Pain mainly groin and hips upon standing from seated position.

I am a mail carrier and first noticed pain in my left hip when stepping down from my vehicle. This was around March 2013. I would have periods of pain and then some relief, my hips began to snap with each step, but then not.

I started feeling excruciating pain when getting out of a chair or vehicle. It seemed any side to side movements while seated would bring on pain.

Lifting my legs while lying down is painful. The pain has progressed to 90% of the time. Walking on uneven terrain with weight in satchel or arms have become extremely painful. Any pulling on my legs, such as trudging through snow is unbearable.

I have seen my family doctor who prescribes pain relievers and prednisone. I've done two rounds of prednisone, and have had significant relief, but I know I can't take it long term.

I have been seeing a doctor of physical medicine, too. He had an MRI done which revealed: T11-12 mild disc bulging, L2-3 posterior disc bulge and borderline protrusion into inferior foramina, L3-4 posterior disc bulge and borderline protrusion into neural foramina bilaterally, degenerative changes of the facets with buckling of the ligamentum flavum contributing to dorsal pinching of the canal and early central canal stenosis. L4-5 posterior disc bulge with borderline protrusion into the neural foramina bilaterally to encroach upon the exiting nerves, Degenerative changes of the facets and buckling of the ligamentum flavum contributing to dorsal pinching of the canal and moderate central canal stenosis, as well as effacement of the lateral recesses. The is moderate neural foraminal stenosis. L5-S1 mild disc bulge into the neural formina slightly encroaching the exiting nerves.

It's interesting, and significant that you mention no back pain. Just hip and groin pain.

There's a close correlation between the mid to upper lumbar spine and the hips. Traditionally, we think of the spine causing the hip pain, but it in fact works both ways. Bit of chicken and egg.

But for my money, I would recommend you concentrate on the hips for the present, rather than major back surgery.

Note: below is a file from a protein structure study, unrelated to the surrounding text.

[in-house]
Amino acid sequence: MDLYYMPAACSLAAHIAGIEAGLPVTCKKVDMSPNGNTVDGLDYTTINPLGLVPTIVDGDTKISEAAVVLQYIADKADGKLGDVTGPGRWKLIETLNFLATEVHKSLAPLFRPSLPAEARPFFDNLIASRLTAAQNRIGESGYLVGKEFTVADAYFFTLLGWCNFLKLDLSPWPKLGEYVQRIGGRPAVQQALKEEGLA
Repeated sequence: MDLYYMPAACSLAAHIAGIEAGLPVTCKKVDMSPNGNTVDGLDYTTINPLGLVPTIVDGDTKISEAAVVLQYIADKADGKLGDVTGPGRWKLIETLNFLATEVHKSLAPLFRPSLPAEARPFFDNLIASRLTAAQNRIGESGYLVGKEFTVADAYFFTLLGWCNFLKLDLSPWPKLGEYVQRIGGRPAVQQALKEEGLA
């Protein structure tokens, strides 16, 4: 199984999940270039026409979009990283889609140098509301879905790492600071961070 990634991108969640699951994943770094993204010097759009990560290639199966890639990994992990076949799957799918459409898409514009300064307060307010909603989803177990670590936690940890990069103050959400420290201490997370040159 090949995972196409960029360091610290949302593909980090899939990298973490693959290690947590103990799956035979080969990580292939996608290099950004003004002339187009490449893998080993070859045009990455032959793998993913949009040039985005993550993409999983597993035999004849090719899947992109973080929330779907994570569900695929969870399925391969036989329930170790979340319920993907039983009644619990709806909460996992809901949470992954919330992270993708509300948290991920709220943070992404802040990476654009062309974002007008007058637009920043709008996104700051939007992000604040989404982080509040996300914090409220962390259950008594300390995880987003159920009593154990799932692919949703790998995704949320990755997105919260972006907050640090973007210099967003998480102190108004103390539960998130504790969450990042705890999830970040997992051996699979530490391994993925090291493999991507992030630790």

Do a little test for me. Lying on your back, pull your knee to the chest, then towards the opposite shoulder, and then rotate the hip. First the less painful one, then the worse. Compare perhaps with another family member of the same age. What's the difference?

Then lying down again, place the foot on the opposite knee, and let your leg drop into what's known as the Patrick Fabere position. Google it. Sore? Stiff? Where, back or groin and hip?

Difficulty putting on a shoe?

Family history of hip problems? Your age?

Get an xray of your pelvis if one hasn't been taken. See if you can send it to me, plus the report, as with the mri.

Let me know.

Dr B

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Interesting challenges of the day

1. Mr S is a 76 year old man with neck pain of some 9 months duration. Luckily, most of the discomfort is upper cervical which is only rarely arthritic; his lower cervical spine is a degenerative mess that I've left alone. After seven treatments his pain and stiffness is 50 percent better, and he's happy in the circumstances. He can sleep through the night now and that makes a huge difference.

2. Mr P is 32 year old man with very severe lower back pain radiating to the big toe which is 30 percent numb. He had an episode three weeks ago, took anti inflammatories and was soon better as is typical of the medial disc herniation. But before it healed, after a trivia it came roaring back, much worse. The characteristic crossed sign was evident; sitting in a chair, straightening the right leg provoked severe left back pain and tingling in the leg. He's doing well.